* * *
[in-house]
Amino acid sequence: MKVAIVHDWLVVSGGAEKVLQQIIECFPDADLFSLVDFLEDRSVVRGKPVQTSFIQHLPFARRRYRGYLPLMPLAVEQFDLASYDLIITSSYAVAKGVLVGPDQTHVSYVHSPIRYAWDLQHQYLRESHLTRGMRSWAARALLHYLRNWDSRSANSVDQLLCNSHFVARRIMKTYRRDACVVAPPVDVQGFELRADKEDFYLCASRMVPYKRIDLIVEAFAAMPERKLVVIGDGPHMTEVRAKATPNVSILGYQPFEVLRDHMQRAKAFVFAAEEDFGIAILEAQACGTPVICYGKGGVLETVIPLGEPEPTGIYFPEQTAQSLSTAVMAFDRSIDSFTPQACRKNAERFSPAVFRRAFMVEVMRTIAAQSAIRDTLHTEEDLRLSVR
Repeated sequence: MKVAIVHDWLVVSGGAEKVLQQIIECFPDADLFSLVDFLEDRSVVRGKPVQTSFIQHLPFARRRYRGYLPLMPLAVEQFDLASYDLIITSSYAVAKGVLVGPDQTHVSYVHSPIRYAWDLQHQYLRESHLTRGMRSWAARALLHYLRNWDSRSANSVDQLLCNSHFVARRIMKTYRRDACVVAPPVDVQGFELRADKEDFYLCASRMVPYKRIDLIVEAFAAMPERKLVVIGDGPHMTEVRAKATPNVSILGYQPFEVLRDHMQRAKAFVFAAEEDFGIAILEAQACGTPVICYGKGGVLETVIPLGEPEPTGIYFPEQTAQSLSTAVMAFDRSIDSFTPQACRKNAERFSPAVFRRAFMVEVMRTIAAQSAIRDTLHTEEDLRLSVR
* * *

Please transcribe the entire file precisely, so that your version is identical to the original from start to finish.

[in-house]
Amino acid sequence: MKVAIVHDWLVVSGGAEKVLQQIIECFPDADLFSLVDFLEDRSVVRGKPVQTSFIQHLPFARRRYRGYLPLMPLAVEQFDLASYDLIITSSYAVAKGVLVGPDQTHVSYVHSPIRYAWDLQHQYLRESHLTRGMRSWAARALLHYLRNWDSRSANSVDQLLCNSHFVARRIMKTYRRDACVVAPPVDVQGFELRADKEDFYLCASRMVPYKRIDLIVEAFAAMPERKLVVIGDGPHMTEVRAKATPNVSILGYQPFEVLRDHMQRAKAFVFAAEEDFGIAILEAQACGTPVICYGKGGVLETVIPLGEPEPTGIYFPEQTAQSLSTAVMAFDRSIDSFTPQACRKNAERFSPAVFRRAFMVEVMRTIAAQSAIRDTLHTEEDLRLSVR
Repeated sequence: MKVAIVHDWLVVSGGAEKVLQQIIECFPDADLFSLVDFLEDRSVVRGKPVQTSFIQHLPFARRRYRGYLPLMPLAVEQFDLASYDLIITSSYAVAKGVLVGPDQTHVSYVHSPIRYAWDLQHQYLRESHLTRGMRSWAARALLHYLRNWDSRSANSVDQLLCNSHFVARRIMKTYRRDACVVAPPVDVQGFELRADKEDFYLCASRMVPYKRIDLIVEAFAAMPERKLVVIGDGPHMTEVRAKATPNVSILGYQPFEVLRDHMQRAKAFVFAAEEDFGIAILEAQACGTPVICYGKGGVLETVIPLGEPEPTGIYFPEQTAQSLSTAVMAFDRSIDSFTPQACRKNAERFSPAVFRRAFMVEVMRTIAAQSAIRDTLHTEEDLRLSVR